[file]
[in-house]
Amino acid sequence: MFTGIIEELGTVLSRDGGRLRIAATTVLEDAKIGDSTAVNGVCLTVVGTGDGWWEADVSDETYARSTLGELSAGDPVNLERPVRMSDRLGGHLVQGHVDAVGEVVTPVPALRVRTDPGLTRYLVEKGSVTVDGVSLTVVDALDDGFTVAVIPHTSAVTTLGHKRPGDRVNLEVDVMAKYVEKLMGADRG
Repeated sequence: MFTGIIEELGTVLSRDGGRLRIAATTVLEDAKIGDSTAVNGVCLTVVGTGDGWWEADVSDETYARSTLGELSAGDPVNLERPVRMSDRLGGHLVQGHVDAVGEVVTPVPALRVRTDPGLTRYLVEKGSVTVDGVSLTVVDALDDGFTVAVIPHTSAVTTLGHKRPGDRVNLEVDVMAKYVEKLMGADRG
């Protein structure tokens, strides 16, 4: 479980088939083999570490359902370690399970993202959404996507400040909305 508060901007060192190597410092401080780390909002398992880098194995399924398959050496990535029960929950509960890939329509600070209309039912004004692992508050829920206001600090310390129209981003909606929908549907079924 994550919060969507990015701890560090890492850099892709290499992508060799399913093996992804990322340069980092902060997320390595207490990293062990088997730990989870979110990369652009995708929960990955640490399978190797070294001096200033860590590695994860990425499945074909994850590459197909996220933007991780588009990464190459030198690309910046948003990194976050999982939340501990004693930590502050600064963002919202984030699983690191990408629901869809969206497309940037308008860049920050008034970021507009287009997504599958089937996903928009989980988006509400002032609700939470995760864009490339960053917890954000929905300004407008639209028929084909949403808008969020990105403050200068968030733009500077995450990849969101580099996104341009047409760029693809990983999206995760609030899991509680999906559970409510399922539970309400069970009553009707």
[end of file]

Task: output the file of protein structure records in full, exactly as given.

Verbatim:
[in-house]
Amino acid sequence: MFTGIIEELGTVLSRDGGRLRIAATTVLEDAKIGDSTAVNGVCLTVVGTGDGWWEADVSDETYARSTLGELSAGDPVNLERPVRMSDRLGGHLVQGHVDAVGEVVTPVPALRVRTDPGLTRYLVEKGSVTVDGVSLTVVDALDDGFTVAVIPHTSAVTTLGHKRPGDRVNLEVDVMAKYVEKLMGADRG
Repeated sequence: MFTGIIEELGTVLSRDGGRLRIAATTVLEDAKIGDSTAVNGVCLTVVGTGDGWWEADVSDETYARSTLGELSAGDPVNLERPVRMSDRLGGHLVQGHVDAVGEVVTPVPALRVRTDPGLTRYLVEKGSVTVDGVSLTVVDALDDGFTVAVIPHTSAVTTLGHKRPGDRVNLEVDVMAKYVEKLMGADRG
């Protein structure tokens, strides 16, 4: 479980088939083999570490359902370690399970993202959404996507400040909305 508060901007060192190597410092401080780390909002398992880098194995399924398959050496990535029960929950509960890939329509600070209309039912004004692992508050829920206001600090310390129209981003909606929908549907079924 994550919060969507990015701890560090890492850099892709290499992508060799399913093996992804990322340069980092902060997320390595207490990293062990088997730990989870979110990369652009995708929960990955640490399978190797070294001096200033860590590695994860990425499945074909994850590459197909996220933007991780588009990464190459030198690309910046948003990194976050999982939340501990004693930590502050600064963002919202984030699983690191990408629901869809969206497309940037308008860049920050008034970021507009287009997504599958089937996903928009989980988006509400002032609700939470995760864009490339960053917890954000929905300004407008639209028929084909949403808008969020990105403050200068968030733009500077995450990849969101580099996104341009047409760029693809990983999206995760609030899991509680999906559970409510399922539970309400069970009553009707």